Is March 21, 2020 still a good date for a global referendum to: 1) affirm that the collective will of humanity is the ultimate expression of political power on planet Earth, 2) give the principles of the Universal Declaration of Human Rights and the Earth Charter the force of supreme law for all of humanity, and 3) approve a plan for immediate worldwide demilitarization?
It seems to me that the answer is Yes. Part of the reason is that the number of people doing research on machine learning (ML), from countries all around the world, is growing at an exponential rate as is the speed of the hardware. A machine learning model can be trained in hours on the hardware of today when it might have taken months to train on the hardware of four or five years ago. State of the art ML hardware for mobile devices has been announced by Arm that will appear in products by the end of 2019.
The comparison of machine intelligence in early 2020 with what we experience today will mainly be through our digital assistants, also known as avatars (Grandi, 2018). Computer speech recognition and language translation are already pretty good. It is in the domain of question answering that the largest increases in machine intelligence are yet to be seen.
Well, that’s all pretty mechanical. Is there something else, human consciousness for example, that needs to be taken into consideration as we work toward the March 21, 2020 revolution?
What is the state of human consciousness? To what extent do we realize that we are connected, and at the most basic level, one with each other and with the rest of the universe, infinite and eternal?
Maybe that is too much to ask for. It might be sufficient to achieve some awareness that the whole is greater than the sum of the parts, and that this applies to humanity, as well as to humanity in relation to the rest of the biosphere. Or, perhaps what is required is for enough people to see that liberating ourselves from this corrupt, hierarchical structure of power is to our personal benefit, and this means uniting to make it happen.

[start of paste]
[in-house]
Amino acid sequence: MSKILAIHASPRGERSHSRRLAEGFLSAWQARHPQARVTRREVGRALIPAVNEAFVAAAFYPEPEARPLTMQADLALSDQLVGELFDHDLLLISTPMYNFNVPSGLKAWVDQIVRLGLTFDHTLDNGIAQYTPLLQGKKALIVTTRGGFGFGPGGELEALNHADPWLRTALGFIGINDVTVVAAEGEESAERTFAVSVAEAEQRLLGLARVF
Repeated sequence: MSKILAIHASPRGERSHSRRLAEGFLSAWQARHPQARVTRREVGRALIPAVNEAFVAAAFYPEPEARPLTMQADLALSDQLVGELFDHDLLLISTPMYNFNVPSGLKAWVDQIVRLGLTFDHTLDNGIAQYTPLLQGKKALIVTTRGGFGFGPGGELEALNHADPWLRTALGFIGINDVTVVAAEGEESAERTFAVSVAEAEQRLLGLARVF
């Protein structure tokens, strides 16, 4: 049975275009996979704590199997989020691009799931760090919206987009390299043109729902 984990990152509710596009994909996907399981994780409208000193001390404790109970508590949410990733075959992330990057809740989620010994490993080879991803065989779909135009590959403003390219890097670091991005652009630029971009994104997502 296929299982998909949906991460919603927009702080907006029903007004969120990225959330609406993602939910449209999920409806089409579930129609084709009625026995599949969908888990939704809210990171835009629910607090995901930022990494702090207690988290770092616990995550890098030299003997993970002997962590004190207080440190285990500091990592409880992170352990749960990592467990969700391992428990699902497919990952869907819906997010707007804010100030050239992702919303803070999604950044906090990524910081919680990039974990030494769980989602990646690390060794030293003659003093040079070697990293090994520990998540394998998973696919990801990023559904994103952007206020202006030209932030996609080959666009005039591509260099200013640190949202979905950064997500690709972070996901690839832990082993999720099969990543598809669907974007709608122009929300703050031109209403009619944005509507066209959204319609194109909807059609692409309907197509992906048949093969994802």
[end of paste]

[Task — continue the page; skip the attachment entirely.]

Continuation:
There have been a number of works of fiction, Ender’s Game by Orson Scott Card, for example, in which humanity has been able to unite, at least temporarily, when confronted with an invading, extraterrestrial force. The buggers, large insect-appearing aliens in the story of Ender, arrived in the solar system, and began slaughtering large sectors of humanity. The surviving humans united to fight back.
The thought has been expressed, almost wistfully, that it would be good if we actually were confronted with some kind of extraterrestrial threat in order to bring about the unification of humanity as is so desperately needed. No such invasion has occurred.
Maybe the existential threat that could result in the unification of humanity is global warming. Maybe not. Even though the current concentration of atmospheric greenhouse gases is changing the global climate incredibly quickly, from a geological perspective, from the perspective of a human lifetime, the change is happening so slowly that some people are still in denial.*
Let’s go back to the idea of an existential threat posed by an extraterrestrial intelligence, except this time, let’s think about it in terms of an emerging terrestrial intelligence, machine intelligence. There are some people who do consider machine intelligence to be an existential threat, and maybe the worst one that is facing humanity. It may be a realistic fear.